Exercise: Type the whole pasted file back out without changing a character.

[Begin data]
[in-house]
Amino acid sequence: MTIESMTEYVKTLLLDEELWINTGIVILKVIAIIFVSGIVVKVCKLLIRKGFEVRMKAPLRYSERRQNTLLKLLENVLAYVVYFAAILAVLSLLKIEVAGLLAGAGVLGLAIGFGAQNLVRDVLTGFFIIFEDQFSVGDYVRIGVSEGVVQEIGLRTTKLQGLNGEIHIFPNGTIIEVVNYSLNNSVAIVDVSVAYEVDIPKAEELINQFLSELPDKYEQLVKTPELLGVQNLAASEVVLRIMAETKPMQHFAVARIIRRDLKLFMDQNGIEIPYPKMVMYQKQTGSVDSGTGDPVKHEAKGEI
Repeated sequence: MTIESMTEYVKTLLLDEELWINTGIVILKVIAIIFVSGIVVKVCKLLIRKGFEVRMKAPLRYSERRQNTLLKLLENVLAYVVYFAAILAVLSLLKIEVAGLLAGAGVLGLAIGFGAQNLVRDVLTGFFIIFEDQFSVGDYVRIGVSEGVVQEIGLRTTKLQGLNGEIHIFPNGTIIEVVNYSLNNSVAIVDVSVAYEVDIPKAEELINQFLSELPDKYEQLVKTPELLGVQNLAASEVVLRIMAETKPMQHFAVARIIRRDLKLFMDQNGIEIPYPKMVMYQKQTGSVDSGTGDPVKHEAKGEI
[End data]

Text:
[in-house]
Amino acid sequence: MTIESMTEYVKTLLLDEELWINTGIVILKVIAIIFVSGIVVKVCKLLIRKGFEVRMKAPLRYSERRQNTLLKLLENVLAYVVYFAAILAVLSLLKIEVAGLLAGAGVLGLAIGFGAQNLVRDVLTGFFIIFEDQFSVGDYVRIGVSEGVVQEIGLRTTKLQGLNGEIHIFPNGTIIEVVNYSLNNSVAIVDVSVAYEVDIPKAEELINQFLSELPDKYEQLVKTPELLGVQNLAASEVVLRIMAETKPMQHFAVARIIRRDLKLFMDQNGIEIPYPKMVMYQKQTGSVDSGTGDPVKHEAKGEI
Repeated sequence: MTIESMTEYVKTLLLDEELWINTGIVILKVIAIIFVSGIVVKVCKLLIRKGFEVRMKAPLRYSERRQNTLLKLLENVLAYVVYFAAILAVLSLLKIEVAGLLAGAGVLGLAIGFGAQNLVRDVLTGFFIIFEDQFSVGDYVRIGVSEGVVQEIGLRTTKLQGLNGEIHIFPNGTIIEVVNYSLNNSVAIVDVSVAYEVDIPKAEELINQFLSELPDKYEQLVKTPELLGVQNLAASEVVLRIMAETKPMQHFAVARIIRRDLKLFMDQNGIEIPYPKMVMYQKQTGSVDSGTGDPVKHEAKGEI